U.S. and EU regulators find no reason to block Google's bid to acquire Motorola Mobility.
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Google's $12.5 billion offer to acquire Motorola Mobility was approved on Monday by the U.S. Department of Justice and the European Commission.
The Department of Justice also said it will allow two related deals: an offer from Apple, Microsoft, and Research in Motion to buy Nortel's patent portfolio and Apple's bid to acquire certain Novell patents.
"The [Antitrust] division concluded that the specific transactions at issue are not likely to significantly change existing market dynamics," the Justice Department said.
The European Commission also approved the Motorola deal because regulators did not deem it to be a threat to competition, though there was some concern expressed about how Google might use its strengthened patent portfolio.
"We have approved the acquisition of Motorola Mobility by Google because, upon careful examination, this transaction does not itself raise competition issues," said Joaquin Almunia, Commission vice president in charge of competition policy. "Of course, the Commission will continue to keep a close eye on the behavior of all market players in the sector, particularly the increasingly strategic use of patents."
Google vice president and deputy general counsel Don Harrison expressed satisfaction with the European Commission decision in a blog post, which was amended in the afternoon after the Department of Justice announced its decision.
Google's interest in Motorola is first and foremost because of the phone maker's patents. Many of the major technology companies operating in the mobile market are suing each other for patent infringement, or threatening such suits to obtain patent licensing fees. On Friday, Apple fired the latest salvo in its patent war against Motorola Mobility, alleging breach of contract in an effort to halt a lawsuit that Motorola Mobility brought against Apple in Germany.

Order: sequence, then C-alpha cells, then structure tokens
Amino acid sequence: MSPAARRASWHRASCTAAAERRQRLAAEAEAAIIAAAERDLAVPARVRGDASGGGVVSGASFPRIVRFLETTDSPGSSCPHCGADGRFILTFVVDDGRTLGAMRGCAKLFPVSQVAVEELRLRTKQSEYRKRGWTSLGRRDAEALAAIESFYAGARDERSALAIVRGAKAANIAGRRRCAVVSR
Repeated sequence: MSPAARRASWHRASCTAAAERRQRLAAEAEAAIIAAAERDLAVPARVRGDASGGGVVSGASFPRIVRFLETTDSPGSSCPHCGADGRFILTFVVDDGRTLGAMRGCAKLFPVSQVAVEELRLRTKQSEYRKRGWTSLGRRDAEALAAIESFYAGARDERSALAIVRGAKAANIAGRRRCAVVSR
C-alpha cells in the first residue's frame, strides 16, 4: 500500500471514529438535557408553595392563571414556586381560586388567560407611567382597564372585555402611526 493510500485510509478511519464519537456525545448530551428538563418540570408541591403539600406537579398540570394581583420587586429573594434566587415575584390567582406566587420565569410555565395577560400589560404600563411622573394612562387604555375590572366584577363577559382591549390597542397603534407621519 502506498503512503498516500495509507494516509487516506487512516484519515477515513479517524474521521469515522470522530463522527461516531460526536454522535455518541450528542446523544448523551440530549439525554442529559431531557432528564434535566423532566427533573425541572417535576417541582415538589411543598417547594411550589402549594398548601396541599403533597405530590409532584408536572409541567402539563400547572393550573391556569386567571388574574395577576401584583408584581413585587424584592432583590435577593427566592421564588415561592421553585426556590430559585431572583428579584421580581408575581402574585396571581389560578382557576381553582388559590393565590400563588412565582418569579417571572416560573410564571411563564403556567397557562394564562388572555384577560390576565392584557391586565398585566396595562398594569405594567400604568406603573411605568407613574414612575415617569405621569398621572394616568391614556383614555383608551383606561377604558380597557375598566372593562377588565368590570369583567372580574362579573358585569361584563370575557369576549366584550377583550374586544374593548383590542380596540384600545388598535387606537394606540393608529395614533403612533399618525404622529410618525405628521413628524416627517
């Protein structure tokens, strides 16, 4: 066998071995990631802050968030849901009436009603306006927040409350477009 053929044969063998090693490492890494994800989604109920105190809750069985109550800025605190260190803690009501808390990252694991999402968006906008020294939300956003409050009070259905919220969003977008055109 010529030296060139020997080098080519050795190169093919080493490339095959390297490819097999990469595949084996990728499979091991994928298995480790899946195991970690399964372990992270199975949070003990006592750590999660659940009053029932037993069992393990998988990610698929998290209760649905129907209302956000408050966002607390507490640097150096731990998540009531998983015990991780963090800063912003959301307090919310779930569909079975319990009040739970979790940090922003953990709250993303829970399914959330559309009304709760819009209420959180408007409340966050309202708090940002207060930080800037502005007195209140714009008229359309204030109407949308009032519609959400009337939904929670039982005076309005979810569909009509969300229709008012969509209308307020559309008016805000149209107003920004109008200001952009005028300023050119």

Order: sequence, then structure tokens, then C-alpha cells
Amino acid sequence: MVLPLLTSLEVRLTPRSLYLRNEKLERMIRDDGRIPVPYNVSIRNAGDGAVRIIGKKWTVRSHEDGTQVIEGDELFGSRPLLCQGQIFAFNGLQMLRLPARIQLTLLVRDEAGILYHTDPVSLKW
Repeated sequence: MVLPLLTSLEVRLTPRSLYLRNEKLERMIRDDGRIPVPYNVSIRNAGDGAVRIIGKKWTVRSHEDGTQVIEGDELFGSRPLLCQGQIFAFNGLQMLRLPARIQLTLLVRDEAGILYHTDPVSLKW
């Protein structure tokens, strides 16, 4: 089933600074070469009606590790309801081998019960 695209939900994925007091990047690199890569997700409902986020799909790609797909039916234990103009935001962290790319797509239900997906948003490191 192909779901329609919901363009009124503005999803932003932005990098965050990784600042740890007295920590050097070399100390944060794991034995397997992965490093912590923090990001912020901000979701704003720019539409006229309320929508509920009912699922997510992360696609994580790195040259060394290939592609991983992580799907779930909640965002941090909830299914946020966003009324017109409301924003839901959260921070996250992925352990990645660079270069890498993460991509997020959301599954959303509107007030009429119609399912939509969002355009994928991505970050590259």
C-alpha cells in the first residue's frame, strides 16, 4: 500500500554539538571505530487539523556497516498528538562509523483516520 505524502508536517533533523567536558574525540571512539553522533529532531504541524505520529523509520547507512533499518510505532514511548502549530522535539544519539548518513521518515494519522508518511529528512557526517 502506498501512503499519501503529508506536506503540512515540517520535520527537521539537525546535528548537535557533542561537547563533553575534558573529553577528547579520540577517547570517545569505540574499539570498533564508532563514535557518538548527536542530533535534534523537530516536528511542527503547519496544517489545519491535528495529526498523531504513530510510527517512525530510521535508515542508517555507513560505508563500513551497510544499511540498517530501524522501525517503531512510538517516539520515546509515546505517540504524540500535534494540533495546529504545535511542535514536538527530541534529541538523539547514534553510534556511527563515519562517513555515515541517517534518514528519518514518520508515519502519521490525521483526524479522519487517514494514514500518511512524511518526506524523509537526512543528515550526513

Google CEO Larry Page said last August that his company's bid for Motorola Mobility "will increase competition by strengthening Google's patent portfolio, which will enable us to better protect Android from anti-competitive threats from Microsoft, Apple, and other companies."
Google also is apparently serious about becoming a maker of hardware. Last year when the Motorola Mobility deal was announced, many analysts speculated that Google intended to spin off Motorola's hardware business so that Google's Android hardware partners, such as Samsung, would not see Google as a potential competitor. But lately, it looks more and more like Google wants to emulate Apple by controlling both the software and hardware layers in its products.
Google suggested that workplace renovation goes hand-in-hand with product innovation. "Just as we continuously work to improve our products, it's important to iterate on our workspace to keep us productive," a company spokesperson said via email. "That's why we are adding additional meeting and work space to our campus in Mountain View."
Although Google isn't yet acknowledging its emerging interest in hardware, prototypes of what's believed to be a future Google music streaming device are presently being tested with the blessing of the Federal Communications Commission.
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